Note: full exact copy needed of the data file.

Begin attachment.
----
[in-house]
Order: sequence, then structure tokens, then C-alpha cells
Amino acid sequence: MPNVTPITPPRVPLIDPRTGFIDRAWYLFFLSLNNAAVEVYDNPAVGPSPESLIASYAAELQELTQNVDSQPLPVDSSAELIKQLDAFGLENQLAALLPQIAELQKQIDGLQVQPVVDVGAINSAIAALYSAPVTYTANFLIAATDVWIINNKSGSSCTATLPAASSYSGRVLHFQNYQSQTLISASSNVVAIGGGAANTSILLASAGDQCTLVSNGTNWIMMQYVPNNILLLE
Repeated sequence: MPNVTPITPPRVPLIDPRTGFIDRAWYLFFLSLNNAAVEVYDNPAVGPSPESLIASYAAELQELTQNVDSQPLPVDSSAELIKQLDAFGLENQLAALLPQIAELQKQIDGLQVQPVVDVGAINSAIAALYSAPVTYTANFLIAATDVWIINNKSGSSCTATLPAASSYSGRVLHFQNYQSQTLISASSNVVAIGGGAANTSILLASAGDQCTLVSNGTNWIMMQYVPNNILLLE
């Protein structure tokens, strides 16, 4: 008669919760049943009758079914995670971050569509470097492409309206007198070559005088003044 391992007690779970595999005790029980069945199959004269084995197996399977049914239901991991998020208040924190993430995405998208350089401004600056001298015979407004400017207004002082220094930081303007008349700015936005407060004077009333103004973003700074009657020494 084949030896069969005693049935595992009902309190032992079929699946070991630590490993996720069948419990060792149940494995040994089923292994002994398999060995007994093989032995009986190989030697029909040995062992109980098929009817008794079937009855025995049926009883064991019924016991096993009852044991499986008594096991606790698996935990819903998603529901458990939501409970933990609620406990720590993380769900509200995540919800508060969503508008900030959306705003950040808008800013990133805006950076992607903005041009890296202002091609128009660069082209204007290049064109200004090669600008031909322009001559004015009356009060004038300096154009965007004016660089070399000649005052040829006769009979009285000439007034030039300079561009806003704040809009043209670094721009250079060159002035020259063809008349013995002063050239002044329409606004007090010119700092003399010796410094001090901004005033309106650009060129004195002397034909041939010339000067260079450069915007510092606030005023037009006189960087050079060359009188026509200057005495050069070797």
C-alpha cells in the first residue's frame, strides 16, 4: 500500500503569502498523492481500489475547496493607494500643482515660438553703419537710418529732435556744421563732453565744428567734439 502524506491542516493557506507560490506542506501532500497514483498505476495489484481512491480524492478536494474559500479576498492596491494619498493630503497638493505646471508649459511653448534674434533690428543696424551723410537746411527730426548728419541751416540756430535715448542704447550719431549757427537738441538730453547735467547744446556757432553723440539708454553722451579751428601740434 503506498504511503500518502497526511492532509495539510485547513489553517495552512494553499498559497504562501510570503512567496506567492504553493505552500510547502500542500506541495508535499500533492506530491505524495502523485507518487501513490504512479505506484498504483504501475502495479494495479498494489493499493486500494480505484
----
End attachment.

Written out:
[in-house]
Order: sequence, then structure tokens, then C-alpha cells
Amino acid sequence: MPNVTPITPPRVPLIDPRTGFIDRAWYLFFLSLNNAAVEVYDNPAVGPSPESLIASYAAELQELTQNVDSQPLPVDSSAELIKQLDAFGLENQLAALLPQIAELQKQIDGLQVQPVVDVGAINSAIAALYSAPVTYTANFLIAATDVWIINNKSGSSCTATLPAASSYSGRVLHFQNYQSQTLISASSNVVAIGGGAANTSILLASAGDQCTLVSNGTNWIMMQYVPNNILLLE
Repeated sequence: MPNVTPITPPRVPLIDPRTGFIDRAWYLFFLSLNNAAVEVYDNPAVGPSPESLIASYAAELQELTQNVDSQPLPVDSSAELIKQLDAFGLENQLAALLPQIAELQKQIDGLQVQPVVDVGAINSAIAALYSAPVTYTANFLIAATDVWIINNKSGSSCTATLPAASSYSGRVLHFQNYQSQTLISASSNVVAIGGGAANTSILLASAGDQCTLVSNGTNWIMMQYVPNNILLLE
């Protein structure tokens, strides 16, 4: 008669919760049943009758079914995670971050569509470097492409309206007198070559005088003044 391992007690779970595999005790029980069945199959004269084995197996399977049914239901991991998020208040924190993430995405998208350089401004600056001298015979407004400017207004002082220094930081303007008349700015936005407060004077009333103004973003700074009657020494 084949030896069969005693049935595992009902309190032992079929699946070991630590490993996720069948419990060792149940494995040994089923292994002994398999060995007994093989032995009986190989030697029909040995062992109980098929009817008794079937009855025995049926009883064991019924016991096993009852044991499986008594096991606790698996935990819903998603529901458990939501409970933990609620406990720590993380769900509200995540919800508060969503508008900030959306705003950040808008800013990133805006950076992607903005041009890296202002091609128009660069082209204007290049064109200004090669600008031909322009001559004015009356009060004038300096154009965007004016660089070399000649005052040829006769009979009285000439007034030039300079561009806003704040809009043209670094721009250079060159002035020259063809008349013995002063050239002044329409606004007090010119700092003399010796410094001090901004005033309106650009060129004195002397034909041939010339000067260079450069915007510092606030005023037009006189960087050079060359009188026509200057005495050069070797």
C-alpha cells in the first residue's frame, strides 16, 4: 500500500503569502498523492481500489475547496493607494500643482515660438553703419537710418529732435556744421563732453565744428567734439 502524506491542516493557506507560490506542506501532500497514483498505476495489484481512491480524492478536494474559500479576498492596491494619498493630503497638493505646471508649459511653448534674434533690428543696424551723410537746411527730426548728419541751416540756430535715448542704447550719431549757427537738441538730453547735467547744446556757432553723440539708454553722451579751428601740434 503506498504511503500518502497526511492532509495539510485547513489553517495552512494553499498559497504562501510570503512567496506567492504553493505552500510547502500542500506541495508535499500533492506530491505524495502523485507518487501513490504512479505506484498504483504501475502495479494495479498494489493499493486500494480505484